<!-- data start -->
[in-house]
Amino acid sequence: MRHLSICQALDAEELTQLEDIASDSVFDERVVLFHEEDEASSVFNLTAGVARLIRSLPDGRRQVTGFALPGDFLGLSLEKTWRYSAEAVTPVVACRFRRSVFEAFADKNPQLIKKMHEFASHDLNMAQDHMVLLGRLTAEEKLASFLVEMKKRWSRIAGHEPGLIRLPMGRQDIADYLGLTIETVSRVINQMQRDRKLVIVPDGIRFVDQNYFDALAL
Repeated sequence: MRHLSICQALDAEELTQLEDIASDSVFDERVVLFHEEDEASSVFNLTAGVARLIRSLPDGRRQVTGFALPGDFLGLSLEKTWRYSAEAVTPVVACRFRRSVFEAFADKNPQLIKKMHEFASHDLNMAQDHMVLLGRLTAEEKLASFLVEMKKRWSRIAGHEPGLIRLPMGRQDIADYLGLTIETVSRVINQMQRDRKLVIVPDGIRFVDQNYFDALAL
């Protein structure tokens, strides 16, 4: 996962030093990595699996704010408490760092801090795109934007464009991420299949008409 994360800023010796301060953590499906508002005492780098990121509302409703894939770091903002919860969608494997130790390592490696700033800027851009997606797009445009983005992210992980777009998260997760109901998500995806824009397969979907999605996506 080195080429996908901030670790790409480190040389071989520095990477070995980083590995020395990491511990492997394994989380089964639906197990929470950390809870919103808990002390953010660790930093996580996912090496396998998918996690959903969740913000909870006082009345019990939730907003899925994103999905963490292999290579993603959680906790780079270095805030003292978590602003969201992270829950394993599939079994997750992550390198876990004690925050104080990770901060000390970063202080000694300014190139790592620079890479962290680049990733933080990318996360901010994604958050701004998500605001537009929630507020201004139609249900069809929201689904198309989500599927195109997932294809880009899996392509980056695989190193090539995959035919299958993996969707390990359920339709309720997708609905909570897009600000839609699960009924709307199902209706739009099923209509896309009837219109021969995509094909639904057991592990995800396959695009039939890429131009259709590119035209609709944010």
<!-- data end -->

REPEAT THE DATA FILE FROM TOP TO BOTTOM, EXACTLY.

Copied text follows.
[in-house]
Amino acid sequence: MRHLSICQALDAEELTQLEDIASDSVFDERVVLFHEEDEASSVFNLTAGVARLIRSLPDGRRQVTGFALPGDFLGLSLEKTWRYSAEAVTPVVACRFRRSVFEAFADKNPQLIKKMHEFASHDLNMAQDHMVLLGRLTAEEKLASFLVEMKKRWSRIAGHEPGLIRLPMGRQDIADYLGLTIETVSRVINQMQRDRKLVIVPDGIRFVDQNYFDALAL
Repeated sequence: MRHLSICQALDAEELTQLEDIASDSVFDERVVLFHEEDEASSVFNLTAGVARLIRSLPDGRRQVTGFALPGDFLGLSLEKTWRYSAEAVTPVVACRFRRSVFEAFADKNPQLIKKMHEFASHDLNMAQDHMVLLGRLTAEEKLASFLVEMKKRWSRIAGHEPGLIRLPMGRQDIADYLGLTIETVSRVINQMQRDRKLVIVPDGIRFVDQNYFDALAL
């Protein structure tokens, strides 16, 4: 996962030093990595699996704010408490760092801090795109934007464009991420299949008409 994360800023010796301060953590499906508002005492780098990121509302409703894939770091903002919860969608494997130790390592490696700033800027851009997606797009445009983005992210992980777009998260997760109901998500995806824009397969979907999605996506 080195080429996908901030670790790409480190040389071989520095990477070995980083590995020395990491511990492997394994989380089964639906197990929470950390809870919103808990002390953010660790930093996580996912090496396998998918996690959903969740913000909870006082009345019990939730907003899925994103999905963490292999290579993603959680906790780079270095805030003292978590602003969201992270829950394993599939079994997750992550390198876990004690925050104080990770901060000390970063202080000694300014190139790592620079890479962290680049990733933080990318996360901010994604958050701004998500605001537009929630507020201004139609249900069809929201689904198309989500599927195109997932294809880009899996392509980056695989190193090539995959035919299958993996969707390990359920339709309720997708609905909570897009600000839609699960009924709307199902209706739009099923209509896309009837219109021969995509094909639904057991592990995800396959695009039939890429131009259709590119035209609709944010």